First things first: Just because the government might be shut down doesn’t mean your weekend has to be. Yes, a federal hiatus will be bad for tourists planning to visit our city this weekend, and yes, national parks could very well be closed. But on the brighter side, with work schedules so up in the air, it could end up being a great time to get away for a day or two, and we have a few ideas below to get you started.
We heard a few months ago that the government was doing away with the old color-coded system for terror alerts (when it’s orange for more than five years, people tend to stop paying attention). But are Facebook and Twitter alerts really the best replacement? As this Associated Press story explains, one system in the works will operate with only two levels of warnings, publicized through social-networking sites, and they’ll expire on certain dates, “like a gallon of milk.”
Looking for a quick getaway? One of our favorite B&Bs, the Lake Pointe Inn in McHenry, Maryland, is offering a special “tax break” deal nights booked Sunday through Thursday in April. A double-occupancy room is available for $185 per night, a 30-percent saving on the regular rate (and just right for an unexpected furlough day). Activities include kayaking, bike rides, and golf, and architecture buffs can visit two Frank Lloyd Wright-designed houses nearby: Fallingwater and Kentucky Knob. Visit the Lake Pointe Inn’s Web site for reservations or more information.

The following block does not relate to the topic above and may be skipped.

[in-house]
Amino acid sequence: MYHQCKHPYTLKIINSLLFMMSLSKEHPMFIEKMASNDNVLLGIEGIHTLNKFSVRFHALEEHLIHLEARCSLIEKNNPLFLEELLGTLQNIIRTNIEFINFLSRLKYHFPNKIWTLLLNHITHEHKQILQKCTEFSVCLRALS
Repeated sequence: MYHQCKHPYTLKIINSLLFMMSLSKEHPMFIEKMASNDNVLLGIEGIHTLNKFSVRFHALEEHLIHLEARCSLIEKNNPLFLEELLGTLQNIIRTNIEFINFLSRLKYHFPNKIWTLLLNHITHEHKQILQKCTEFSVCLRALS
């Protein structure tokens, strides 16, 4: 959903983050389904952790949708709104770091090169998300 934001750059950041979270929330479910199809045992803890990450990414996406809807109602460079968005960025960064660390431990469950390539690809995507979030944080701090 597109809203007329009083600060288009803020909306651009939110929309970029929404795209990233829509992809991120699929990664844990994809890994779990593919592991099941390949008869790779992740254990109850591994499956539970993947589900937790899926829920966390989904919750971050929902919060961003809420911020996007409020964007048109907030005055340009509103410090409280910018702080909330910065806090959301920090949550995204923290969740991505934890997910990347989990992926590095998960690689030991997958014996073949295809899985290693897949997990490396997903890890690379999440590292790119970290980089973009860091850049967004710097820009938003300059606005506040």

Fancy seeing Snooki in her natural habitat? The oceanfront Berkeley Hotel on the Jersey Shore is offering standard king rooms for $109 per night next Monday through Friday, making it perfect for a trip to the shore (hopefully this week’s sunshine will last a little longer). The hotel boasts a pool as well as the Dauphin Grille, its own seafood restaurant. Visit the Berkeley’s Web site for reservations or more information.
And finally, if all the bodies clogging up the Cap Lounge this week have you frustrated, things could be much worse. Budget Travel looks inside ten of the smallest bars in the world, including one in Tokyo which is a mere 32 square feet.